Here’s it fitted, note the road profile of it and the fancy ruler for elite setup:20130511-154824.jpg
I just stick it in the middle, angle the nose up a tiny fraction and that’s fine. Maybe I’ll fiddle with it in future, but I tend not to notice much difference. It’s definitely harder than my last saddle, but doesn’t seem to bother me yet as my cycling distances are tiny now I work closer to home and have a baby that takes up my cycling time.
That was that for that night, the next evening I did an oil change and tightened my mudguard bolts (Surrey roads rattle them loose). Next morning I’m all set for commuting again:
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What a lovely steel machine she is.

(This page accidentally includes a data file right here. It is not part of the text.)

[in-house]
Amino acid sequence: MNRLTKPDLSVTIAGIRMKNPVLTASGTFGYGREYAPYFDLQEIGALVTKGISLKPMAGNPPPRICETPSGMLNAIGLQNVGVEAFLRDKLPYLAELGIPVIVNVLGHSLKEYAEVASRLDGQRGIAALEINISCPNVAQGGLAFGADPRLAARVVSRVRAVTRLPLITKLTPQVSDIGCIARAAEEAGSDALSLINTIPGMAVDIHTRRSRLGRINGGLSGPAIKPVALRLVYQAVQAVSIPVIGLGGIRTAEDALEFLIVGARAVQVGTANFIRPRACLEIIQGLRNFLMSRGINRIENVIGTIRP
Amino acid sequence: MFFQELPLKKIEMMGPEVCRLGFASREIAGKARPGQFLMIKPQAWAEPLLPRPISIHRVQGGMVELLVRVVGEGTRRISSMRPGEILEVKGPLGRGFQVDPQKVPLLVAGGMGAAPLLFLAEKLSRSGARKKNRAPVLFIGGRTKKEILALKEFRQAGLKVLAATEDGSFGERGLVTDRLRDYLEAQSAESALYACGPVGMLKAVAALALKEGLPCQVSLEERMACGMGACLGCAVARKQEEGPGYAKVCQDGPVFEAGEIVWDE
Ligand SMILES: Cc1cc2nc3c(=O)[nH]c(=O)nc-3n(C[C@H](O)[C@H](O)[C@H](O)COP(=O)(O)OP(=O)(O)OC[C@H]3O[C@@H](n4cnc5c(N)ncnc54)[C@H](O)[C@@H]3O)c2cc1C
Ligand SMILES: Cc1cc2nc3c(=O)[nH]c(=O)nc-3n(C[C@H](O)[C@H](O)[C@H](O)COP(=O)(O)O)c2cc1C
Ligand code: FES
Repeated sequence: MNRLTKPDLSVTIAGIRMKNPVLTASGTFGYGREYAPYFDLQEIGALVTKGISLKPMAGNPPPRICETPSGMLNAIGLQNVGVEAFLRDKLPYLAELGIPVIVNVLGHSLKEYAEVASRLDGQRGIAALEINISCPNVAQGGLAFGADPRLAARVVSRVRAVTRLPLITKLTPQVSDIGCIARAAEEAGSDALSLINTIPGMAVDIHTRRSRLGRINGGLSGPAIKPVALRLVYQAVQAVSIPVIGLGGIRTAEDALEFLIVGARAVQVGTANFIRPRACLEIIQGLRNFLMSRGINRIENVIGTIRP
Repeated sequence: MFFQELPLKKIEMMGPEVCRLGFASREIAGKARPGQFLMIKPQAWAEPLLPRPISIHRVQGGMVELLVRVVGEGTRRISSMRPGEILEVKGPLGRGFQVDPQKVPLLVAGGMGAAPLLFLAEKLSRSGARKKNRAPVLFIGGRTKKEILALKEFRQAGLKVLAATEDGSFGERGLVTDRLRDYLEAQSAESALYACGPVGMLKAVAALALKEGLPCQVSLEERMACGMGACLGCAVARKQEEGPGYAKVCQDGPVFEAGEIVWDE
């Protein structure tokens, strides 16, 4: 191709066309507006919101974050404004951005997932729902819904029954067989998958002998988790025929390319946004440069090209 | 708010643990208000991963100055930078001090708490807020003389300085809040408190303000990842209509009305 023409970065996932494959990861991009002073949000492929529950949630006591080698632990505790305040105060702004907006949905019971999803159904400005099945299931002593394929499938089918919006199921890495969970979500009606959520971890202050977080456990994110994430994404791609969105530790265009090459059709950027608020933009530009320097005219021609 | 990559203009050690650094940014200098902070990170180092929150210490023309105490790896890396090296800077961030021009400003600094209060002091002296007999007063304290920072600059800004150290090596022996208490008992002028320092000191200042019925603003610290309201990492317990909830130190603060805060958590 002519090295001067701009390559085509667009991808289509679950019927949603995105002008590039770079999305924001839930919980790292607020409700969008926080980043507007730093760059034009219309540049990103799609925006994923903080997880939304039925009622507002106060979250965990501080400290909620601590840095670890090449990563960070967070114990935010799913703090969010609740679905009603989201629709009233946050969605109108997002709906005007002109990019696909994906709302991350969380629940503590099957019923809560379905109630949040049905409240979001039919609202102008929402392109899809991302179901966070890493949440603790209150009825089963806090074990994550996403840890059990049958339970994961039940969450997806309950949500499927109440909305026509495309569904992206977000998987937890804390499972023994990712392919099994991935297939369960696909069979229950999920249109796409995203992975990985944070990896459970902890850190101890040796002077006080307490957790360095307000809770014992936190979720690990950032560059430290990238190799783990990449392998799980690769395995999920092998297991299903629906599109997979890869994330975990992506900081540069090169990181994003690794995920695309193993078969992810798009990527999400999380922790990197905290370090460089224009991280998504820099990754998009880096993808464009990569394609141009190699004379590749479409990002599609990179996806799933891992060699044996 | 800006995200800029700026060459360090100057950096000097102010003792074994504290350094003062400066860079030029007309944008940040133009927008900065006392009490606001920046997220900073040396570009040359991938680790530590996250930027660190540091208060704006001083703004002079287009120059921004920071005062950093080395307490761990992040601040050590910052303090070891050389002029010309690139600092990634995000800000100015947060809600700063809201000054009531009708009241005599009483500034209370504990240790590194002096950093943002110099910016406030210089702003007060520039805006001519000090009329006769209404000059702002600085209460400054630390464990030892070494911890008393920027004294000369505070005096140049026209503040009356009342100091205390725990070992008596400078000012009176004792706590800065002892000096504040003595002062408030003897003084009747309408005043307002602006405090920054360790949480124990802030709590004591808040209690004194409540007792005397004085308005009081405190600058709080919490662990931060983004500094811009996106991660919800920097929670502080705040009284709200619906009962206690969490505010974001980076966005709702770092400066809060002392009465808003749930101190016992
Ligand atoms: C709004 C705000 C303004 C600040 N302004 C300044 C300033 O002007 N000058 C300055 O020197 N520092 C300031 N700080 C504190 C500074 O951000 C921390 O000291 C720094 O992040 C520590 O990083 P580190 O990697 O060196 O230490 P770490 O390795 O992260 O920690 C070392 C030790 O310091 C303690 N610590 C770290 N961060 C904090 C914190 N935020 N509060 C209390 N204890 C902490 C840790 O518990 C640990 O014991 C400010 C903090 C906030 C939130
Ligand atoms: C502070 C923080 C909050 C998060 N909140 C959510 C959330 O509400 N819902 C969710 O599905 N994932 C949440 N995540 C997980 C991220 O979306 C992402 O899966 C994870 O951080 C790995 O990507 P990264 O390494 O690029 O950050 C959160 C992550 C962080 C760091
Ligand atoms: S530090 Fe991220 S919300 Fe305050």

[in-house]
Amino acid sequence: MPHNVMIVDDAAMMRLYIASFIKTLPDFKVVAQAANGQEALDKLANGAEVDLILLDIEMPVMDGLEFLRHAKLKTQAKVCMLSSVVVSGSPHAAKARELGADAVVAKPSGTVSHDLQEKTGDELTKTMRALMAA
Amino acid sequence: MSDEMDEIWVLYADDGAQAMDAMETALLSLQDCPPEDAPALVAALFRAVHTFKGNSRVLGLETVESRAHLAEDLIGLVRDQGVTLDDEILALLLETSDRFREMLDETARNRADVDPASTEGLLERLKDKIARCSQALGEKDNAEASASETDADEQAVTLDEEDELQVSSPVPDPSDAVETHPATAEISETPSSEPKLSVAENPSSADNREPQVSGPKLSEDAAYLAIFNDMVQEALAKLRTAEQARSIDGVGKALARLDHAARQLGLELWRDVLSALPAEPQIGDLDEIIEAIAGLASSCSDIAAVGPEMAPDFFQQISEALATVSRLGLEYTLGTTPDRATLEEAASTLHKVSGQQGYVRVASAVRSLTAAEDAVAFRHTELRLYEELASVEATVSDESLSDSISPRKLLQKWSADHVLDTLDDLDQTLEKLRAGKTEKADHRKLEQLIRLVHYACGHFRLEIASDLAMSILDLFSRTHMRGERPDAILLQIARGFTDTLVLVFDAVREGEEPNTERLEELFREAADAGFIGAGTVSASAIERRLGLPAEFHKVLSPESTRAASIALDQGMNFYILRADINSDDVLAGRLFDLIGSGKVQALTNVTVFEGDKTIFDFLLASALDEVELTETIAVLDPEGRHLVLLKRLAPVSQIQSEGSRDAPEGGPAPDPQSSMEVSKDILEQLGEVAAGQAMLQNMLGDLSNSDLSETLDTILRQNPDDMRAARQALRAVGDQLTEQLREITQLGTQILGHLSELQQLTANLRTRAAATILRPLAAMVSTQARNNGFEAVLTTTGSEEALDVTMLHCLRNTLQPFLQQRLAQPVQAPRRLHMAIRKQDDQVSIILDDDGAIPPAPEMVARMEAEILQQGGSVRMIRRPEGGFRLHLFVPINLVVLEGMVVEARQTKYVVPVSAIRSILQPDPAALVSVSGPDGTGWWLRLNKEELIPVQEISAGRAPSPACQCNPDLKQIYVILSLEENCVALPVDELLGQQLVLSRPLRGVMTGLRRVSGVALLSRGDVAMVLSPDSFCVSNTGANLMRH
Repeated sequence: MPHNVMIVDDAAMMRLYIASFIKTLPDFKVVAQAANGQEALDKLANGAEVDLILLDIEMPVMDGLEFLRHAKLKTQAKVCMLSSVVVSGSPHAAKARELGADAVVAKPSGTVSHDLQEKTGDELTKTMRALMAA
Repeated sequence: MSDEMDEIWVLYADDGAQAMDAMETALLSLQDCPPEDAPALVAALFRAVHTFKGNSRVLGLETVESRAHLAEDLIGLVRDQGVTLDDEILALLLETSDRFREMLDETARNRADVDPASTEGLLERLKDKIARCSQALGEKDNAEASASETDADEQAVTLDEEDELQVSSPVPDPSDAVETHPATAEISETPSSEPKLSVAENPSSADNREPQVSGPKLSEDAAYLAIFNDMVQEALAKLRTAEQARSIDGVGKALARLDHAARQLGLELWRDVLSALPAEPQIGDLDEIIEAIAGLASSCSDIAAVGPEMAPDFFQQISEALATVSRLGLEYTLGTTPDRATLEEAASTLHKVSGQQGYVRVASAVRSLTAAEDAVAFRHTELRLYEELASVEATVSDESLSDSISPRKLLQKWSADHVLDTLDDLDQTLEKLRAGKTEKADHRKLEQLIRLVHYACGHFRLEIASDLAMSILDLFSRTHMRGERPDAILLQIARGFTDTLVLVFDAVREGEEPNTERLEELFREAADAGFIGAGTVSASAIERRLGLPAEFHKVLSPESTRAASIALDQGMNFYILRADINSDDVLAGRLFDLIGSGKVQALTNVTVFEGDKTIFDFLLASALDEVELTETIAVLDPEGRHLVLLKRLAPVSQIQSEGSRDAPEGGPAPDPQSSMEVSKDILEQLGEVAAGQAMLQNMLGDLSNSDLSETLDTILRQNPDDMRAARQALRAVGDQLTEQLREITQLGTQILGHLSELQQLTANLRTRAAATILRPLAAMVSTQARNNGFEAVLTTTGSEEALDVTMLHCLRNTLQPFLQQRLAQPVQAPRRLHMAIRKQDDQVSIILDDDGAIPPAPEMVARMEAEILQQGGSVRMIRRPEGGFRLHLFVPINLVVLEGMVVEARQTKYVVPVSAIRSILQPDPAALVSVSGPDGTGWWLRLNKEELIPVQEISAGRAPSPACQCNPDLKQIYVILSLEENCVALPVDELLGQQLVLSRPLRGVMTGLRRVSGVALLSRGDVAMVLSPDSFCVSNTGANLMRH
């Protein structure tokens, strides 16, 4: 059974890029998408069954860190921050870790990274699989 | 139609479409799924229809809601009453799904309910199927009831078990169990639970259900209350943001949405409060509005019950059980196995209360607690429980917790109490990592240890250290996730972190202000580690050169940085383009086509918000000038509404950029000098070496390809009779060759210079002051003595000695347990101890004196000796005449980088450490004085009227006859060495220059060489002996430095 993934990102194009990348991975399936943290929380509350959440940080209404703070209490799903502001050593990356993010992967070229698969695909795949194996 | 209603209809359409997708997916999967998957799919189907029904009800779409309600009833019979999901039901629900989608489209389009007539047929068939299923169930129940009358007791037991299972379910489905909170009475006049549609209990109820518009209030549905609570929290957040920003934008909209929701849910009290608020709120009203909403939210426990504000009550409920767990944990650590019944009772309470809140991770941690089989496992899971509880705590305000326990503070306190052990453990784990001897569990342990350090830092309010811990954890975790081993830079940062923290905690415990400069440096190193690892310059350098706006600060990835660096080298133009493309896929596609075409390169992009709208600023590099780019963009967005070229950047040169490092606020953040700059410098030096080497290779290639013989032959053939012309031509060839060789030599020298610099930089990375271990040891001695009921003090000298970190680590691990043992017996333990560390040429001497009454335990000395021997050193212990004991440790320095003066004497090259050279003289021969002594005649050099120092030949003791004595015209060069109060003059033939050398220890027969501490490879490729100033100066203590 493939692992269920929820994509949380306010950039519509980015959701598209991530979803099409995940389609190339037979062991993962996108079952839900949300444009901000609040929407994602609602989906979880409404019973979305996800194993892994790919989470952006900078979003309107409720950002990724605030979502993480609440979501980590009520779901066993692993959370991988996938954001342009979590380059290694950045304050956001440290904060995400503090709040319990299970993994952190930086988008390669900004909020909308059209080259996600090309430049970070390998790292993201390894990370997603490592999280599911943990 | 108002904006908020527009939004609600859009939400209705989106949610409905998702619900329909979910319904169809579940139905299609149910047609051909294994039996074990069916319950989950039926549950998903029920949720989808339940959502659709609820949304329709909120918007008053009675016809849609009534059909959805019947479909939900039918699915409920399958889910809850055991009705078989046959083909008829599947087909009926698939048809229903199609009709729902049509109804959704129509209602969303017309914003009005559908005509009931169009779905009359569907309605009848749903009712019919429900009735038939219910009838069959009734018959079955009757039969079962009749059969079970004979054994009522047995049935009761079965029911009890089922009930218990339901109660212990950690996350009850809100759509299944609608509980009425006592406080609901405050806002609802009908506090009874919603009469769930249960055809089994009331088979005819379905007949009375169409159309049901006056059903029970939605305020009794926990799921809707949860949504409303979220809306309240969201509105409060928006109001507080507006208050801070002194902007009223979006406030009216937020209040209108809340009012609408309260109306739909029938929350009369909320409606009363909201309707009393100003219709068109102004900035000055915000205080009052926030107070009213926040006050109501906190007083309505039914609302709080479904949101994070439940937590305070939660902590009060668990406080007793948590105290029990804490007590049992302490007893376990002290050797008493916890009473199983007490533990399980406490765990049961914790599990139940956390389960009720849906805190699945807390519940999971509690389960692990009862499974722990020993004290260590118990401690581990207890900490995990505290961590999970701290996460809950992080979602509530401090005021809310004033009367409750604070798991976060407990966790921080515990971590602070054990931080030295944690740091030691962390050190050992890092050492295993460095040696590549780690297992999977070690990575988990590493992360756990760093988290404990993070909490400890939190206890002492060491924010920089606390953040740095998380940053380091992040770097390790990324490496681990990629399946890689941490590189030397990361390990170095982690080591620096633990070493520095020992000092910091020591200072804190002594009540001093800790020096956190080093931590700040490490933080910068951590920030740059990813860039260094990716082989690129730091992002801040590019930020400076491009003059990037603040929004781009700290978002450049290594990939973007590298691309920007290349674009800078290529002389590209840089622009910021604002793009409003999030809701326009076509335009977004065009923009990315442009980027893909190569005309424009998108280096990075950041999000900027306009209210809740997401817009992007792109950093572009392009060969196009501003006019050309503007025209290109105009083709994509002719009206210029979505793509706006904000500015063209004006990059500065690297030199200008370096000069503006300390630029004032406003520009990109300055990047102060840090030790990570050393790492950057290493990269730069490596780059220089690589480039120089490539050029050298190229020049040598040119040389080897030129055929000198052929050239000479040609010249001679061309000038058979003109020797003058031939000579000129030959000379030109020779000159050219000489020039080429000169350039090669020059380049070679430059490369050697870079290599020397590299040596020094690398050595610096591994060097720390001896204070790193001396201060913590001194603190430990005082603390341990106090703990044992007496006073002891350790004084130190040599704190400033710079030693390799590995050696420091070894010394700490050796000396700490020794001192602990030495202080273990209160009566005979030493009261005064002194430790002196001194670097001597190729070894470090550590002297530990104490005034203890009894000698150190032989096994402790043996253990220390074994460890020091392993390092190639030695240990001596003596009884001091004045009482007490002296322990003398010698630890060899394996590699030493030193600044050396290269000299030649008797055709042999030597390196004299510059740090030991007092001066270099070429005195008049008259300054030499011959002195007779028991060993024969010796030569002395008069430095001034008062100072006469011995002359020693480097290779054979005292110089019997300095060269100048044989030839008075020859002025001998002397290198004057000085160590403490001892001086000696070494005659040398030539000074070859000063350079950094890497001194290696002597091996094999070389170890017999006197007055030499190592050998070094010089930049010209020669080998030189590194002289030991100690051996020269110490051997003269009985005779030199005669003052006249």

A week of Rudy brings some minor tweaks #cycling

To prevent frame damage from the Rohloff bayonet connectors, I fitted a chain stay protector:
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It’s a Lezyne Chain Stay Protector, choosing the size was a guess, I chose small and it’s a perfect snug fit. Normally you wouldn’t have the cables running this way, but the step through frame leaves not much other option.

Next was a new light / accessory bar / handlebar extension, the Minoura Space Grip is vastly improved. The model is SGL-300 in Medium. It’s plenty long enough for my needs.
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It appears nice and strong, but only the miles will tell. Other than actually being able to adjust it without taking it apart (anyone who owns or has owned the previous model will know what I mean), I like the quick release feature.
Mounting this way puts the lights in front rather than behind the steerer, another annoying feature of crank forwards is the angle of the steerer. Though this is a bit hard to imagine without seeing it.